London at Christmas is magical. The winter fun starts with pop-up skating rinks in November. The giant fir tree in Trafalgar Square it lit up on 7 December, anticipating the arrival of Father Christmas. Norway annually gives London a Norwegian Spruce tree to thank the city for its support during World War II. Its vertical strings of light shine over Trafalgar Square until 3 January.
Virtually every neighbourhood sparkles, but the 300,000 bulbs around Regent Street are the highlight. This year, the “Spirit of Christmas” lights are illuminated on 16 November.
The biggest Christmas extravaganza is in west London’s Hyde Park at Winter Wonderland. The eastern portion of Hyde Park is taken over by the UK’s largest outdoor ice rink; two circus performances; an ice kingdom; fairground rides and games; and 200 shopping chalets.
The Winter Festival at Southbank Centre, with craft stalls and food vans, also include regular street performances and music. A Nordic theme prevails with an alpine pop-up lodge and a rooftop Finnish sauna in the Queen Elizabeth Roof Garden. It runs from 10 November until 4 January.
Leicester Square, the heart of London cinemaland, gives itself over to Christmas with pop-up theatres, markets stalls and a grotto where kids can meet Santa. Theatre shows include A Christmas Carol reimagined as a 1940s Christmas special and Austentatious, an improvised Jane Austen novel. Events run from 10 November until 6 January.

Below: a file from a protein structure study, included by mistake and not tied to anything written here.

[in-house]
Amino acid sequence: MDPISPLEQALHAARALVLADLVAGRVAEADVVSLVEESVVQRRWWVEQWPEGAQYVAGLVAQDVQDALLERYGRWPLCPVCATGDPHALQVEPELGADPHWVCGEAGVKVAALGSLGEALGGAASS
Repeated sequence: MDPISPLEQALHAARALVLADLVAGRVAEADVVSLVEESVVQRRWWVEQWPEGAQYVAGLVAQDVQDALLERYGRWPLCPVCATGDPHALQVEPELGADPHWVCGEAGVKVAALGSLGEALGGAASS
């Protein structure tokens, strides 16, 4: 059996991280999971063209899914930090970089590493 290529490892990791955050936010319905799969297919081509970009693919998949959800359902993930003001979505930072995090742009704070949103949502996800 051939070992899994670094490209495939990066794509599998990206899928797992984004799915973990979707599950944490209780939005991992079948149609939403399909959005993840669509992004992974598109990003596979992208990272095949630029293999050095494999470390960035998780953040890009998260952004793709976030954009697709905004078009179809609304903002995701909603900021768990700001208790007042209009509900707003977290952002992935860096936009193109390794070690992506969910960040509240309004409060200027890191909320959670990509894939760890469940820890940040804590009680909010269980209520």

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London manages to keep outdoor ice rinks solid from November until January — despite not having a cold winter climate. Rental skates are available at all; reserve ahead online. Most rinks are open into the evenings but check websites for details. Since temporary ice rinks are small, the experience is more about the setting than the skating.
The best backdrop for a Christmas selfie? The grand 18th-century Somerset House, whose courtyard is filled with frozen ice. It’s open from 15 November – 14 January.
Children like the rink at the Natural History Museum, perhaps because it’s kid-sized. Or maybe because they like skating in the shadow of a grand Gothic Revival palace. The rink is open from 26 October until 7 January.
How about skating in the moat of one of England’s oldest fortresses? It’s probably not what William the Conqueror imagined when he built The Tower of London in the 11th century, but his Tower still enthralls us. The rink is nestled in to the moat between 17 November until 2 January.
A bit further east, Canary Wharf sports a twinkling ice rink nestled at the base of skyscrapers. After a twirl on the ice, you can have a drink in one of the many bars or follow the art trail to take in the many sculptures and statues that soften the urban surroundings.
The Royal Albert Hall, one of London’s most beloved performance venues, goes a bit crazy for Christmas. There’s a carol singalong on 16 December and numerous Christmas shows including: It’s Christmas show, Jingle Bell Christmas, Christmas Classics and a Christmas Festival.
The National Theatre located next to the Southbank Centre on the banks of the Thames celebrates the holidays with a family production of Pinocchio. (which runs until April) and includes songs from the Disney film. Don’t miss the Hi-diddle-dee-Tea in the House restaurant after matinees and before evening performances from 1 December until 31 March.
The British love silly traditions and one of the best is the Great Pudding Race in Covent Garden on 2 December. Relay teams carry Christmas puddings through an obstacle course in the name of charity and … fun.
Hundreds of Santas will run across London on 9 December at 11am in the annual Santacon. But you’ll have to work to find them. Even they don’t know their starting points until the day before. Keep an eye out on central London streets for all that bearded good cheer.